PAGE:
Alex Chorley. Photo: WinkiPoP Media
Alex Chorley is a seasoned Sydney Eisteddfod performer – having won his first gold medal at the Eisteddfod when he was just 10 years old. Now 18, Alex is preparing to move back to England in September to commence a Bachelor of Music (Performance) at the Royal Academy of Music in London.
In 2019, Alex has been studying at Sydney Conservatorium and competing in Sydney Eisteddfod’s events for Classical and Contemporary Singing. He has also been working on his own short films and writing original music.
“Since I sing mostly classical music on stage in front of people, I like to compose more contemporary modern music so I can keep both sides of music going.”
Alex starts preparing for his performances at Sydney Eisteddfod at least two months in advance. He says when learning an aria, you must know the story of the opera, who the character is and how the character is feeling in the song.
“You can’t just memorise the words and sing it well – that’s only half of the performance – you’ve got to bring the character into it.”
From performing in eisteddfods, Alex has learnt how to take feedback and deal with rejection.
“Every adjudicator is different. They all have their different opinions; some look for the acting, some look for the singing, some look for how well you convey the story or connect with the audience. It’s really good to take little bits and pieces of feedback to combine your version of what you think a really good performance is and you can use this in auditions.”
Alex is known for his immense talent across the performing arts – having performed in events across the Classical Singing, Contemporary Singing and Speech and Drama events at Sydney Eisteddfod. Alex has chosen to continue down the road of classical singing, though he hopes to combine what he has learnt in acting and combine the two art forms.
“Even though I’m going to be studying classical singing at university, I’ll be going to acting workshops and musical theatre workshops as well because I always want to keep doing all the genres and keep as many doors open as I possibly can.”
Alex says he gets bored when he is not doing something creative.
“When I’m at home I usually either find myself composing a new piece of music, editing something, working on a storyboard, writing a script, looking at plays and songs…I like making something – whether it’s a performance, a film/short film, music – I just like creating!”
Alex has grown up immersed in the arts – his mum played the flute; his dad played the violin and is now a colourist in the film industry and his sister did acrobatics! Originally from England, Alex’s family is moving home with him to keep the family together.
Alex feels excited and nervous about his upcoming move to London for study.
“I’ll be living in student accommodation in the middle of London and it’s going to be very different from Sydney where I’ve been living at home to go to the Conservatorium…I’m really excited about the opportunities in London – there’s so much theatre going on that there’s always something to do and see and something to learn.”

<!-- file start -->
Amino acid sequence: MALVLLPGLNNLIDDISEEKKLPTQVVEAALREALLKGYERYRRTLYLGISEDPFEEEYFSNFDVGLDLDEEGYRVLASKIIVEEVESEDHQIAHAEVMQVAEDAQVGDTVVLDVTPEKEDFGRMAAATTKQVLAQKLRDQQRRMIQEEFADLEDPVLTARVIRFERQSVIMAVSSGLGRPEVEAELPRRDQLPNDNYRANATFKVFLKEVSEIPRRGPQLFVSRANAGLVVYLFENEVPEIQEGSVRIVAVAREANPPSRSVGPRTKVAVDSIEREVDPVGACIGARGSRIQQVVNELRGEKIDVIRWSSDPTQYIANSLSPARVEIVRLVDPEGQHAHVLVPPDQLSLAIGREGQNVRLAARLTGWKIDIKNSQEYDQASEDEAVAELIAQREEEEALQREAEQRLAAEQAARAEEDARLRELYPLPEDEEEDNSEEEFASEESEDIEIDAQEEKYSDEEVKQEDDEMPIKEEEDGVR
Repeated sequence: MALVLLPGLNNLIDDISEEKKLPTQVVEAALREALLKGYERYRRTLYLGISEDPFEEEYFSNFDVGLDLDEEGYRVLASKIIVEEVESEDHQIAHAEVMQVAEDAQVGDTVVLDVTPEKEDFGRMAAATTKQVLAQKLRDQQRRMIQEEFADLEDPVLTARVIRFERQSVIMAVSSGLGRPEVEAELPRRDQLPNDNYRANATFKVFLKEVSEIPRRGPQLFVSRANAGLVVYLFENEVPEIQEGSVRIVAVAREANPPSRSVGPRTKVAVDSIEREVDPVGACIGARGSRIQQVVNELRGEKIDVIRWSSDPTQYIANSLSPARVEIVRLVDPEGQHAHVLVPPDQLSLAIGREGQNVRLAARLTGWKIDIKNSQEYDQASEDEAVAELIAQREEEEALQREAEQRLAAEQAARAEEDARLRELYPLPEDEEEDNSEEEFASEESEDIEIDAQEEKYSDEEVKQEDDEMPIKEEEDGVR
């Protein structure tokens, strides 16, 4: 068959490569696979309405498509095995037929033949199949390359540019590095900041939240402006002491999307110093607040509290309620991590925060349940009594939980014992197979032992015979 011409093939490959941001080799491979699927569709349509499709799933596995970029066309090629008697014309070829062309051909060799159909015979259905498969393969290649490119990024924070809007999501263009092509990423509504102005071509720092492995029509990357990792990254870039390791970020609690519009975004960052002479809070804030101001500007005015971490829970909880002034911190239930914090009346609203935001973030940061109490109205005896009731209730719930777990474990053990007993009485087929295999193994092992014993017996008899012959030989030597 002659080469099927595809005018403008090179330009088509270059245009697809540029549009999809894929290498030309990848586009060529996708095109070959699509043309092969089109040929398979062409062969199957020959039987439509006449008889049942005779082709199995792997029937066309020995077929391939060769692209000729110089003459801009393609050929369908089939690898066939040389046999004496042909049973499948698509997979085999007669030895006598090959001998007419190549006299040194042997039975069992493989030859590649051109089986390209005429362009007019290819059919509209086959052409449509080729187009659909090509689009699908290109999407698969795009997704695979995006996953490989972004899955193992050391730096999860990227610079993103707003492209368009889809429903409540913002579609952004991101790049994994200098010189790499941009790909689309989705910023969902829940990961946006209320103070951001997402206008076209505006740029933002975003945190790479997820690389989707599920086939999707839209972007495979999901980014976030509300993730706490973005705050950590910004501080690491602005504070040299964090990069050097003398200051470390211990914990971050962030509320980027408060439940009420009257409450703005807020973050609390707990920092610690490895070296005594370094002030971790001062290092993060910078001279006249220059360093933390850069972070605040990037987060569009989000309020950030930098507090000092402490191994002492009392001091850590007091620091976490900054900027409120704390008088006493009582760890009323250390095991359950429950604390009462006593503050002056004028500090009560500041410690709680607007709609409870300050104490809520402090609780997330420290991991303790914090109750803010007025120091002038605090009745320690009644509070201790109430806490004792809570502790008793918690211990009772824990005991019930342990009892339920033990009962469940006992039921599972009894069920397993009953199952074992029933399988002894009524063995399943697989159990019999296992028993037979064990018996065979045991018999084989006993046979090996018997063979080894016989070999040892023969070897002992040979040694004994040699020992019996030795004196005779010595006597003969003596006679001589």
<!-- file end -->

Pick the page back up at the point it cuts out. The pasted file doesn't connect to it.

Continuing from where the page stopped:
Although he is sad to be leaving his friends in Australia, Alex is excited for the world of opportunities in England.
“What can I perform in, what can I go see? There’s so much to explore and do and see and learn. I’ve done acting workshops at places like NIDA but it’s always really interesting to see how a different country teaches acting as well – they might use completely different methods so I can take bits and pieces of what I’ve learnt and combine them all together.”
From his time at the Royal Academy of Music, Alex hopes to be able to sing at a high standard, stay in character and be able to understand a piece so well that he can show every nuance.
“My main objective is to be able to sing in Italian, then perform in front of an English person who can’t speak any other language and see if they can understand the entire song just from what I’m showing in my face. The words are one thing, but it’s actually about what you see.”
Alex has a vision to take classical music, contemporary music, electronic music and orchestral music to create a genre that bridges the classical and contemporary styles. He hopes to meet people at the Royal Academy of Music with whom he can combine his skills and create a classical and contemporary performance.
Alex says there is a stigma among young people that opera is old, and you are less likely to find young people actively going to an Opera. He says some companies have started modernising opera, encouraging a younger audience to attend.
“When you set something visually in the modern setting, it’s easier for an audience that might not understand the language of the story, they can understand it by what they’re seeing on stage.”
“I think there should be a way to combine this classical style of singing and with an orchestra and electronic beats and bring it all together to create a performance that appeals to pretty much everyone that watches it, so it isn’t locked to a specific time period. One of my main inspirations for everything performance is the Icelandic singer, Björk. She has an ability to combine any form of instrument with electronic beats and create a timeless sound. Even if you listen to her songs in the 90s, it still sounds like they were made in 2050.”
“We should create an entirely new genre and use a classical technique when singing that explores modern stories. That’s what Opera doesn’t have: a modern, contemporary story.”
Alex hopes to have the opportunity to continue to live and work in Europe following the completion of his studies at the Royal Academy of Music.
“I’d like to be able to travel around the world and find the different performance cultures and take their techniques and combine it.”